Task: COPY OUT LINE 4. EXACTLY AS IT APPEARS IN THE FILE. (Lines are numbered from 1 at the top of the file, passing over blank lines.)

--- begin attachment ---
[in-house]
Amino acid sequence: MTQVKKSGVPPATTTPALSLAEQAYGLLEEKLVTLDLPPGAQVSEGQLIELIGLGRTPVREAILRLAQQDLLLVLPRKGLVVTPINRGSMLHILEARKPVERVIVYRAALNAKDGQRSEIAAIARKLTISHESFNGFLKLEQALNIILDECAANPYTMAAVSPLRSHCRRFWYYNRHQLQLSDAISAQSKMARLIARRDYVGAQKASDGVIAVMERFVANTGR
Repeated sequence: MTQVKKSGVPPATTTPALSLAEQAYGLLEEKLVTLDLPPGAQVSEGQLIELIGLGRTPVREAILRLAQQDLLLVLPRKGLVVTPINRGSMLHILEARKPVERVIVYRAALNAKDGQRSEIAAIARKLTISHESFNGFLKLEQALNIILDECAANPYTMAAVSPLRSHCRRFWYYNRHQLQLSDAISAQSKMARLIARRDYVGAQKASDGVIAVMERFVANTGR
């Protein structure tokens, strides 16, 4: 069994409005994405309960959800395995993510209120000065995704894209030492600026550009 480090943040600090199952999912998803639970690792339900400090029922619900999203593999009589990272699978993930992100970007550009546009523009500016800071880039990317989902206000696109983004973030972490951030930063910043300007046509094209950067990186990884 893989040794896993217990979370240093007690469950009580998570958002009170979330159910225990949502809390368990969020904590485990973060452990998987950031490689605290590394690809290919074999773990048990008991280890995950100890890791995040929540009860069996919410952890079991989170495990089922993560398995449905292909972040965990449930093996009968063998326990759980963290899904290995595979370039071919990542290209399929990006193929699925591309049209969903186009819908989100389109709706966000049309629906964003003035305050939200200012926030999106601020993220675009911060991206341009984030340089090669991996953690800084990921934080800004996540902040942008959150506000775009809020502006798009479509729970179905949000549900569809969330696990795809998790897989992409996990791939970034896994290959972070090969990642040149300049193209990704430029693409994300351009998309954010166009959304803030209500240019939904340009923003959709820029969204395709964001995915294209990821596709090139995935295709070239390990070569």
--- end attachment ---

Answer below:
């Protein structure tokens, strides 16, 4: 069994409005994405309960959800395995993510209120000065995704894209030492600026550009 480090943040600090199952999912998803639970690792339900400090029922619900999203593999009589990272699978993930992100970007550009546009523009500016800071880039990317989902206000696109983004973030972490951030930063910043300007046509094209950067990186990884 893989040794896993217990979370240093007690469950009580998570958002009170979330159910225990949502809390368990969020904590485990973060452990998987950031490689605290590394690809290919074999773990048990008991280890995950100890890791995040929540009860069996919410952890079991989170495990089922993560398995449905292909972040965990449930093996009968063998326990759980963290899904290995595979370039071919990542290209399929990006193929699925591309049209969903186009819908989100389109709706966000049309629906964003003035305050939200200012926030999106601020993220675009911060991206341009984030340089090669991996953690800084990921934080800004996540902040942008959150506000775009809020502006798009479509729970179905949000549900569809969330696990795809998790897989992409996990791939970034896994290959972070090969990642040149300049193209990704430029693409994300351009998309954010166009959304803030209500240019939904340009923003959709820029969204395709964001995915294209990821596709090139995935295709070239390990070569």